The course of Tess's life parallels the seasons. The novel opens in late May, a hopeful time when life renews. She arrives at the d'Urberville home in late spring; her parents hoped for financial support from the wealthy d'Urbervilles, and Tess hopes to earn enough to replace their horse. A few years later, she has a renewal or rally in the spring. Her courtship with Angel takes place over the summer, a time of ripening and fulfillment in nature and of love and happiness in her life. She spends the winter, a time of death in nature, at Flintcomb-Ash. If Tess's life follows a natural cycle, does this mean that the course of her life is predetermined or fated?


Amid the lifelessness of Flintcomb-Ash, Tess has a renewal of hope and possible happiness with her plan to appeal to Angel's parents. The trip itself proves to be a false hope and an unfortunate coincidence puts her in Alec's way once again.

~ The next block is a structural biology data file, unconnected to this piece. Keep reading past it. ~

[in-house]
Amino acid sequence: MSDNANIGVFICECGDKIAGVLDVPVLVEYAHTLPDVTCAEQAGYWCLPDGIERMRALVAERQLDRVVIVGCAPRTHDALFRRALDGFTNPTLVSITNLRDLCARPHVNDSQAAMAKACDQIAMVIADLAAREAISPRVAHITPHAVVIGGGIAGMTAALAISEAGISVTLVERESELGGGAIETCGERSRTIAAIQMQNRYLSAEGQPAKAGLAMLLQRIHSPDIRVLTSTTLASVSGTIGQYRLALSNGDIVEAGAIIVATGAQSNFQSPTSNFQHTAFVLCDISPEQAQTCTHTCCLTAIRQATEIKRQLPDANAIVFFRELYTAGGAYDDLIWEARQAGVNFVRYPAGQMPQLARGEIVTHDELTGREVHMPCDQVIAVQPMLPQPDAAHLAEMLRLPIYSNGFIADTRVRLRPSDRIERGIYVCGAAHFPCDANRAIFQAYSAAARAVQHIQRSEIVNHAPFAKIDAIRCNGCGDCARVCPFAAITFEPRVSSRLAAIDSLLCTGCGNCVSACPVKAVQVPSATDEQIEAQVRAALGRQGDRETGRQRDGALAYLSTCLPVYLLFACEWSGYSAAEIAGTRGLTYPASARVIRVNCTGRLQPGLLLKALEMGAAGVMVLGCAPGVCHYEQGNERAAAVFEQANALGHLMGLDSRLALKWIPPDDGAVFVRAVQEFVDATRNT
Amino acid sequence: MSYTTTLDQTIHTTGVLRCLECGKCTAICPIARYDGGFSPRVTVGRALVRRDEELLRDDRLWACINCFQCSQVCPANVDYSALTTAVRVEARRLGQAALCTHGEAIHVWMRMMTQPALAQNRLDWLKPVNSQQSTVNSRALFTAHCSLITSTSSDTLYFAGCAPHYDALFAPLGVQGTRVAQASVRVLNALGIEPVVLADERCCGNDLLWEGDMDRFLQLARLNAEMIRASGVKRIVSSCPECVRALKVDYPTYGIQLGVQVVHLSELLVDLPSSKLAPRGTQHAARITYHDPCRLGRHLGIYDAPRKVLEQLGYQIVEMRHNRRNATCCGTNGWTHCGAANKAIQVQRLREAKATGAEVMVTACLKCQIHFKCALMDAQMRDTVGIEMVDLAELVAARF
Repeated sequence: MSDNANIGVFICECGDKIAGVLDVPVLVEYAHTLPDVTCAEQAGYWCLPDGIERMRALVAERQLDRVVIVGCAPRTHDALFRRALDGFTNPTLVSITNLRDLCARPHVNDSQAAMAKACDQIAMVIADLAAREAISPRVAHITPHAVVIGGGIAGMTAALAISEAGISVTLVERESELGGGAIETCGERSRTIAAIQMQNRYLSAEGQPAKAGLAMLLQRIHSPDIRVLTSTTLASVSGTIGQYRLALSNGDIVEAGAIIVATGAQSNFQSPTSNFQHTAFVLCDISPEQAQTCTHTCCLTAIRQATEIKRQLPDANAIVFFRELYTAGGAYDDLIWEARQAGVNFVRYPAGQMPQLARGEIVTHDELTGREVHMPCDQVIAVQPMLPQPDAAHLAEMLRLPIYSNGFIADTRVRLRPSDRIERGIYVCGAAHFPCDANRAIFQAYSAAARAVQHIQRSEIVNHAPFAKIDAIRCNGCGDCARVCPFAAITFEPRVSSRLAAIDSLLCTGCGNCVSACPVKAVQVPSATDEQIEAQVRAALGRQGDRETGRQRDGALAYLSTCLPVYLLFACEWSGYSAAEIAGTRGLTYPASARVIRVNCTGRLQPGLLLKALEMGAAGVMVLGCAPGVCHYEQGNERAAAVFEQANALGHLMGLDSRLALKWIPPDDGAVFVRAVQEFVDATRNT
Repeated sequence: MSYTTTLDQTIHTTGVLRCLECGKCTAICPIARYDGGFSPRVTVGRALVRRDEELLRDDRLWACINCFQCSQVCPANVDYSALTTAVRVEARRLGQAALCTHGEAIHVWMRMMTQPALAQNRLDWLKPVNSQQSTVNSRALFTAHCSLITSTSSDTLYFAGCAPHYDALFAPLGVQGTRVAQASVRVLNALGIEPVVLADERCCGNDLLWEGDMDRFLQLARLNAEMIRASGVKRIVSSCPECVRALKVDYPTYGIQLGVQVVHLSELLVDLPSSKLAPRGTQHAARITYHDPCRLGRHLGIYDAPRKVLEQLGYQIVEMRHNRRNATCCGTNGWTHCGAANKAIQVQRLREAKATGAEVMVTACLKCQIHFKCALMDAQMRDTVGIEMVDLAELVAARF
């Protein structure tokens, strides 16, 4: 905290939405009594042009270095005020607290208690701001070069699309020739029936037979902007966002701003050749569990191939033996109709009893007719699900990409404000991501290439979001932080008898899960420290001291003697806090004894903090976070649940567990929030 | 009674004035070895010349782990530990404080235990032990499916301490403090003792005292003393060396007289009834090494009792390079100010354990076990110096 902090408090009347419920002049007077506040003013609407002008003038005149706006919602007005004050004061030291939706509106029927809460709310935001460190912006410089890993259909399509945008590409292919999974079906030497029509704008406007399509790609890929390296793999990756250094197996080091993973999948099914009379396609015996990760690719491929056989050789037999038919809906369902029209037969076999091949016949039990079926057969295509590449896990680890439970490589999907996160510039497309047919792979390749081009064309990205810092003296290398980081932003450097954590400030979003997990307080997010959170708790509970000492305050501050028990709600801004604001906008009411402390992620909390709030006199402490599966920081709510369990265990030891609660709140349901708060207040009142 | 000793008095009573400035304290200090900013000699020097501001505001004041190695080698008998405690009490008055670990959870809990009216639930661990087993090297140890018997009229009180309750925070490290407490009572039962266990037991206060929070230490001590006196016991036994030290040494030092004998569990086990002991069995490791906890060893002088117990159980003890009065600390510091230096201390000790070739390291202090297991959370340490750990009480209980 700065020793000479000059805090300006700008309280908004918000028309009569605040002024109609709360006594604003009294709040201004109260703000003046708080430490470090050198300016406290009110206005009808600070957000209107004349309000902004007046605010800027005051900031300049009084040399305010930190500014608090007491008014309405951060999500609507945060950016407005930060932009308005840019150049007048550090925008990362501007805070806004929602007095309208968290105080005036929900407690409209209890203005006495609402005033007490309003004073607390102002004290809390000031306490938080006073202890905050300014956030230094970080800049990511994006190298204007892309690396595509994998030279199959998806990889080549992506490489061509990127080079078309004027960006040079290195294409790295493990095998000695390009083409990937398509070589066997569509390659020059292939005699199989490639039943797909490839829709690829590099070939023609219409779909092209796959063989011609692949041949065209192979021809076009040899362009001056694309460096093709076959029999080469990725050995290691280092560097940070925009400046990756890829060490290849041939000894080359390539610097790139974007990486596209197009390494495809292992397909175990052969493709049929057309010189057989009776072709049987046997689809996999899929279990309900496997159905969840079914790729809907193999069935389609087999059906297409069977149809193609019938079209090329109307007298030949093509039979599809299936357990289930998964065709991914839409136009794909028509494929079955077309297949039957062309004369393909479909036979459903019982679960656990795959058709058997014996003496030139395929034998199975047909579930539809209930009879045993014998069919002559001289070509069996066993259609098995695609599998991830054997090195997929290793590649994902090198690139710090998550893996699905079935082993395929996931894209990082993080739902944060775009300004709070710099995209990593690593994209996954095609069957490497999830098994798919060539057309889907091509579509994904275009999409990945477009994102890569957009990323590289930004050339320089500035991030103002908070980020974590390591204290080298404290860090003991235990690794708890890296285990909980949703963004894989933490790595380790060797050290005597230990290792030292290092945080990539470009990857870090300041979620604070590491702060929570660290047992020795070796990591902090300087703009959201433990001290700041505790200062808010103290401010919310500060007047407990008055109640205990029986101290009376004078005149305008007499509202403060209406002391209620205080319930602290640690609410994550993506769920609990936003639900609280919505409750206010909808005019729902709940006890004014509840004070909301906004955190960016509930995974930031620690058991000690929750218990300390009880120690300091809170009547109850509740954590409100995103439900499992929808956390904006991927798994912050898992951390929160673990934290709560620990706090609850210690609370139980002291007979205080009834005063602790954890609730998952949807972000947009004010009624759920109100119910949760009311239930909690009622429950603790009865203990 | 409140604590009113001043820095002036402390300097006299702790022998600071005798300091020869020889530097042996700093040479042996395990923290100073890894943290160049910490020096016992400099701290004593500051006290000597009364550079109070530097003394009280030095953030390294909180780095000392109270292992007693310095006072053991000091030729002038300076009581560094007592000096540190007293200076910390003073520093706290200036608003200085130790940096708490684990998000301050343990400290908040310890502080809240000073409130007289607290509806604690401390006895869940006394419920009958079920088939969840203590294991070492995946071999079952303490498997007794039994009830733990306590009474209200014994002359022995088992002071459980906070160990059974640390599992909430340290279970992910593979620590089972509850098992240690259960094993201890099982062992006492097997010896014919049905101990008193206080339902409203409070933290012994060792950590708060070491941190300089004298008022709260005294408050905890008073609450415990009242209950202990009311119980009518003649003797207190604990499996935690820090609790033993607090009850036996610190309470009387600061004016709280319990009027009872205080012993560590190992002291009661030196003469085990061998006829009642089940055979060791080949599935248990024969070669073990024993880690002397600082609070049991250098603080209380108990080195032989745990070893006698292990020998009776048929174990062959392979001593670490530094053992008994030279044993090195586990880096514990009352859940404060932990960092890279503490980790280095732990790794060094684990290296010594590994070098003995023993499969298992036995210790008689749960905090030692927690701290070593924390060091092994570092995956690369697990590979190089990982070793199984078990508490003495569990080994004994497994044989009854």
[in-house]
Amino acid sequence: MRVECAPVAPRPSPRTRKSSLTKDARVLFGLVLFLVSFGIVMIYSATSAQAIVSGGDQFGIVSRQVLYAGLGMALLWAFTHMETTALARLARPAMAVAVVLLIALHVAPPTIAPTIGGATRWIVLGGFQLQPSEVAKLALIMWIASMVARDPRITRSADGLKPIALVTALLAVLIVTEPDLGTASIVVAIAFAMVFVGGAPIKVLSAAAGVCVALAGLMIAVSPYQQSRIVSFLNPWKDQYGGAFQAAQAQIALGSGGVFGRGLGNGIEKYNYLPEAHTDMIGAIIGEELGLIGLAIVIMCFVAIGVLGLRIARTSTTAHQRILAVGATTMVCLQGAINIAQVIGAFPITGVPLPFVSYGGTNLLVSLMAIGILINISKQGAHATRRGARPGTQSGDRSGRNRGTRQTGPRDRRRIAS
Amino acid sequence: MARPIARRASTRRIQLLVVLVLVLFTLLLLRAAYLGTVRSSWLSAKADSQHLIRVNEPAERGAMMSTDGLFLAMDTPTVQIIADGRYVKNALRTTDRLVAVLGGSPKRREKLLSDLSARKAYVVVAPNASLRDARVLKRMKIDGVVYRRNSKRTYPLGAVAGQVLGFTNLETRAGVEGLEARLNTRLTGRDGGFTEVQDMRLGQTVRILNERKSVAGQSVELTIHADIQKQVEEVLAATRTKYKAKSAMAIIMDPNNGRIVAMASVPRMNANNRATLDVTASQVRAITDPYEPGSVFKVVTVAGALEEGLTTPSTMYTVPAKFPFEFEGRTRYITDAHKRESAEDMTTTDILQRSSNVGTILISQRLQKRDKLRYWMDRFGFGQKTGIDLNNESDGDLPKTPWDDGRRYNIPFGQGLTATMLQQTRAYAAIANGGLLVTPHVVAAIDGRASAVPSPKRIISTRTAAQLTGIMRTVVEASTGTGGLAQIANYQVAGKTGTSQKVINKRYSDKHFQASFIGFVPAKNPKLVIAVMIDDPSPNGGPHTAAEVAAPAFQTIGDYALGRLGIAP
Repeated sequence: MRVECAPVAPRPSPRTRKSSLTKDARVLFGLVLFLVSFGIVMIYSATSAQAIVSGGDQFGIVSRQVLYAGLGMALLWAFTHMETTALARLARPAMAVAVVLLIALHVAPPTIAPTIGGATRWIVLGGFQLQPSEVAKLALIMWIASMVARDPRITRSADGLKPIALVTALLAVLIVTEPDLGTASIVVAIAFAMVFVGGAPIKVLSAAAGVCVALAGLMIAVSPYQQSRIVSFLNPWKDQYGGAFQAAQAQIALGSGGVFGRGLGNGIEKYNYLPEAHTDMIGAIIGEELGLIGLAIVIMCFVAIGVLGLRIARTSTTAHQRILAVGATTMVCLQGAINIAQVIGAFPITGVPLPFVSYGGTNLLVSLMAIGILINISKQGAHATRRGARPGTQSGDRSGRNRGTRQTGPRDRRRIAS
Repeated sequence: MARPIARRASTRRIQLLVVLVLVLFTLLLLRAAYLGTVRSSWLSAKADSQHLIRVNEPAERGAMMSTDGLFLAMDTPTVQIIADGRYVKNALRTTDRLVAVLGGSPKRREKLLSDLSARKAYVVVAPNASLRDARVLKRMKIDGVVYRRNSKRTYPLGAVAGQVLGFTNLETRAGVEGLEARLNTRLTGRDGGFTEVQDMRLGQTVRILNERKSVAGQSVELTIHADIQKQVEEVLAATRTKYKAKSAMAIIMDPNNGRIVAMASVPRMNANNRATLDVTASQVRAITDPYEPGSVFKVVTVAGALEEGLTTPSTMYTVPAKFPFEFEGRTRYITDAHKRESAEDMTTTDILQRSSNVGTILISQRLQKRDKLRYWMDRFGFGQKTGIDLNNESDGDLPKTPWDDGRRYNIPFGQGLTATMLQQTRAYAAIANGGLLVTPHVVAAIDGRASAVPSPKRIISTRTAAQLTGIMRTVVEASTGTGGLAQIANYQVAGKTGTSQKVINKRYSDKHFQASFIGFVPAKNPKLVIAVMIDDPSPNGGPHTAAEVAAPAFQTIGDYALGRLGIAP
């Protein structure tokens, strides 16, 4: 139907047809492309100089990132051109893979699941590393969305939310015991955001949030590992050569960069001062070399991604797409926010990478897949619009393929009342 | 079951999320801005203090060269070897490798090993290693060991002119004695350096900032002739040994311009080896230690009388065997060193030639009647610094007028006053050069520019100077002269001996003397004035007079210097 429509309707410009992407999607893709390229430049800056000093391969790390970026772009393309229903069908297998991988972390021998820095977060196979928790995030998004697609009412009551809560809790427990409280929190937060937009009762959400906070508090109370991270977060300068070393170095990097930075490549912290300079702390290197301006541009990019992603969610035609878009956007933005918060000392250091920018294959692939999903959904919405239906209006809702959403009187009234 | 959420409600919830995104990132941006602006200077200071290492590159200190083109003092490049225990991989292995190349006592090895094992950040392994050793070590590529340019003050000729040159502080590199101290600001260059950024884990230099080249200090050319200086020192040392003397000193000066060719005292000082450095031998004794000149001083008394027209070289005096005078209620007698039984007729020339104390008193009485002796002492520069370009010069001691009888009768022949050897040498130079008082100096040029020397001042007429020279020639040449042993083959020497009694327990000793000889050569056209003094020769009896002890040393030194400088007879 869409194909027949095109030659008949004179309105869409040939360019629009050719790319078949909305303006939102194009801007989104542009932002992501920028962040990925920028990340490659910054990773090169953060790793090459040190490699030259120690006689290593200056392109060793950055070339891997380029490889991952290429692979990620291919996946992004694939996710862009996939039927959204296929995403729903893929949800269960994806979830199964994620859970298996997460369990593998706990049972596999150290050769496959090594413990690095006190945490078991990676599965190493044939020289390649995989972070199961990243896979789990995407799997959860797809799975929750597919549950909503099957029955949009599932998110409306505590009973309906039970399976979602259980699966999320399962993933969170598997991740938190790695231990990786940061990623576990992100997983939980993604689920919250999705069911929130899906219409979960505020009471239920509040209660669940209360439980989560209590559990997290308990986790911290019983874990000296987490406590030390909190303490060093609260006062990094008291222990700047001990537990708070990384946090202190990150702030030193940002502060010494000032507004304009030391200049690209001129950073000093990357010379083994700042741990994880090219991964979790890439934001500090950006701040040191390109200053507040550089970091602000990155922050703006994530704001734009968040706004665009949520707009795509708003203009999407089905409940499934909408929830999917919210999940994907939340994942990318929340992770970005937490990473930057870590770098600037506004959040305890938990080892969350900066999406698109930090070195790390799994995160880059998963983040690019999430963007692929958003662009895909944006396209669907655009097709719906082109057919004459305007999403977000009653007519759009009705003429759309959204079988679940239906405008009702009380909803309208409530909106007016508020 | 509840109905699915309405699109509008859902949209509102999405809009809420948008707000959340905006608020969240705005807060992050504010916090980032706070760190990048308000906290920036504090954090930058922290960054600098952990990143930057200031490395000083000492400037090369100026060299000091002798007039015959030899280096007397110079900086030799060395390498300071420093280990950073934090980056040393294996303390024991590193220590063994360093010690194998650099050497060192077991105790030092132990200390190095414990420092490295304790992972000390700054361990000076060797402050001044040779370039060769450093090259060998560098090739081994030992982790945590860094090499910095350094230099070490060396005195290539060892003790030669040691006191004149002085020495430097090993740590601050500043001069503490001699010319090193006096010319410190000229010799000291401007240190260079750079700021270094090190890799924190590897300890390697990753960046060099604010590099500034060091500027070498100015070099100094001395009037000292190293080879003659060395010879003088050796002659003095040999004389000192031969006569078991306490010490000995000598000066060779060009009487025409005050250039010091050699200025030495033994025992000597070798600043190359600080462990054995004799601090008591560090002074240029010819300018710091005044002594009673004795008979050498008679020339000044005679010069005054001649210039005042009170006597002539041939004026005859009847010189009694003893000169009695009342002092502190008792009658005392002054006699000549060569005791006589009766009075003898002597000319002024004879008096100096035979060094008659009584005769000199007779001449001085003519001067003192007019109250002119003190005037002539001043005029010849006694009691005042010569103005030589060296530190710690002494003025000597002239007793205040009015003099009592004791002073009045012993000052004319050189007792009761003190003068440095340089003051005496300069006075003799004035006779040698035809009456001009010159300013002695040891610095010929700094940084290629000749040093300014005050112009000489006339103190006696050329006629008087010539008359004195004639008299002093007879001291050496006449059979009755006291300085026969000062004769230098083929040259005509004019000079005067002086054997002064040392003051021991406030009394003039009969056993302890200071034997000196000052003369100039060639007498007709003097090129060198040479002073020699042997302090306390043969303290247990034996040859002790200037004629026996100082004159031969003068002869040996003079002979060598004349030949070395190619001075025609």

Does her trip to Emminster fail because of coincidence? She arrives when the entire Clare household is at church. Would arriving when her in-laws were home have changed the outcome of her visit and her life? She overhears the conversation of Angel's brothers which discourages her. Hardy suggests that it is unfortunate that she encounters the brothers rather than their more compassionate father. The brothers' conversation makes her feel "almost as if she had been hounded up that hill like a scorned thing" (page 304). Is her reaction inevitable or is it caused some personal trait(s) in Tess, like pride? She leaves "without knowing that the greatest misfortune of her life was this feminine loss of courage at the last and critical moment through her estimating her father-in-law by his sons" (page 304). Does she fail because of cowardice as a woman?